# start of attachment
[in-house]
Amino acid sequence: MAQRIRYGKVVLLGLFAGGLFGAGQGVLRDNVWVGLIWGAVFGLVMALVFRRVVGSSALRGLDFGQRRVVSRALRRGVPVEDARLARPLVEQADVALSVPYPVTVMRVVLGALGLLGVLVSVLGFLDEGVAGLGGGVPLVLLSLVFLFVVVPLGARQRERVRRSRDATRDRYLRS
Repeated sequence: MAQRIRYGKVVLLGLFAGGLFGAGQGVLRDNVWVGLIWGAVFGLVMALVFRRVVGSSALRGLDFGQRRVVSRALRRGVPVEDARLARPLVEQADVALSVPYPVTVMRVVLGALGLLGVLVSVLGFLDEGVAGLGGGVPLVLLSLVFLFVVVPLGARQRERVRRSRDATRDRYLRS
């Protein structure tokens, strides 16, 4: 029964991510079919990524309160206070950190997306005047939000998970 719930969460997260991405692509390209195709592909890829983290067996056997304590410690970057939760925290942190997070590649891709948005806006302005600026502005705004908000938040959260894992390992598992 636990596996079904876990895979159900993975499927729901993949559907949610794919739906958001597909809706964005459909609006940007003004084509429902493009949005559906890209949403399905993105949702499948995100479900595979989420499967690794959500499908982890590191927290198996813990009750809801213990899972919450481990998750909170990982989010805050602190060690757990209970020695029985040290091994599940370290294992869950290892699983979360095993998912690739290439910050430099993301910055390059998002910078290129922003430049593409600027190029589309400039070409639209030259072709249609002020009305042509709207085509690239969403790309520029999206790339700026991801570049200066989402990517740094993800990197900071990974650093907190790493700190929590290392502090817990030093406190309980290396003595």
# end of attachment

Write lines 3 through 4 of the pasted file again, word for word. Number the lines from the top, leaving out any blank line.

Repeated sequence: MAQRIRYGKVVLLGLFAGGLFGAGQGVLRDNVWVGLIWGAVFGLVMALVFRRVVGSSALRGLDFGQRRVVSRALRRGVPVEDARLARPLVEQADVALSVPYPVTVMRVVLGALGLLGVLVSVLGFLDEGVAGLGGGVPLVLLSLVFLFVVVPLGARQRERVRRSRDATRDRYLRS
């Protein structure tokens, strides 16, 4: 029964991510079919990524309160206070950190997306005047939000998970 719930969460997260991405692509390209195709592909890829983290067996056997304590410690970057939760925290942190997070590649891709948005806006302005600026502005705004908000938040959260894992390992598992 636990596996079904876990895979159900993975499927729901993949559907949610794919739906958001597909809706964005459909609006940007003004084509429902493009949005559906890209949403399905993105949702499948995100479900595979989420499967690794959500499908982890590191927290198996813990009750809801213990899972919450481990998750909170990982989010805050602190060690757990209970020695029985040290091994599940370290294992869950290892699983979360095993998912690739290439910050430099993301910055390059998002910078290129922003430049593409600027190029589309400039070409639209030259072709249609002020009305042509709207085509690239969403790309520029999206790339700026991801570049200066989402990517740094993800990197900071990974650093907190790493700190929590290392502090817990030093406190309980290396003595």